Native brown bears in Turkey looking for food instead of hibernating
The animal, native to Turkey, usually hibernates in November and December and awakens between March and April.
Brown bears are spotted searching for food in Turkey's pine forests in Kars' Sarikamis district instead of hibernating. Man-made chaos has brought global warming and the climate crisis, which is affecting animal life.
The animal, native to Turkey, usually hibernates in November and December and awakens between March and April, but instead witnessed spotted them due to lack of snow, weather changes, and lack of food in the wilderness.
Experts warn that local bear populations are at risk of endangerment if their food cycle does not align with the weather as occurs with nature's course, but is instead going against it.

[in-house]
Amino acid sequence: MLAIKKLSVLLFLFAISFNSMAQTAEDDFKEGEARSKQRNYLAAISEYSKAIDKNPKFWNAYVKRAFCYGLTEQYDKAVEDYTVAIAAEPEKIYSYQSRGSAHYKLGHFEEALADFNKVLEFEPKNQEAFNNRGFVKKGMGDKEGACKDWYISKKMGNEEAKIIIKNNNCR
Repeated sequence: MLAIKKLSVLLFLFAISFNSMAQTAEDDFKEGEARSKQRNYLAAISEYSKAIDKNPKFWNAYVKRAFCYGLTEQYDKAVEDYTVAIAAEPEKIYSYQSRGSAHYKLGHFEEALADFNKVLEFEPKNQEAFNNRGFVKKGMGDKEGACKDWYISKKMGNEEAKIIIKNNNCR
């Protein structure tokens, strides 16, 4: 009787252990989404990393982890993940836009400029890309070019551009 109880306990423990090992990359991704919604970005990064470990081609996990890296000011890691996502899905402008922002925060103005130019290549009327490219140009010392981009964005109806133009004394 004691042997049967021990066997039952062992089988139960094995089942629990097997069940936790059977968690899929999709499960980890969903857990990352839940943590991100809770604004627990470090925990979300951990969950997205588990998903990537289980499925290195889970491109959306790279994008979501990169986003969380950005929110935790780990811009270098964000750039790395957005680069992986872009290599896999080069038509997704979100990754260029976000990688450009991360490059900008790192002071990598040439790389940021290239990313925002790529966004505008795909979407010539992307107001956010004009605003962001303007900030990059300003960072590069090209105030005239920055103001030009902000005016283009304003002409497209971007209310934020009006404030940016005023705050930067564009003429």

Citizens have observed the bears show up at their doors and tumble over garbage containers to scatter them and scout for food.
Read more: Climate endgame: Human extinction is inevitable
Bears endangered everywhere
Polar bears, on the other hand, also face the same dilemma caused by humans and their actions.
Those in Canada's Western Hudson Bay continue to die in high numbers as neglect to tackle climate change continues. Researchers surveyed Western Hudson Bay which houses the town dubbed "the Polar Bear Capital of the World," — by air in 2021 and estimated there were 618 bears, compared to the 842 in 2016 when they were last surveyed.
Back in April, the UN warned that as the climate changes, disasters caused by drought, extreme temperatures, and devastating flooding are expected to become more common in the future.
The report projected that by 2030, we will be experiencing 560 disasters around the world every year -- or 1.5 disasters every day on average.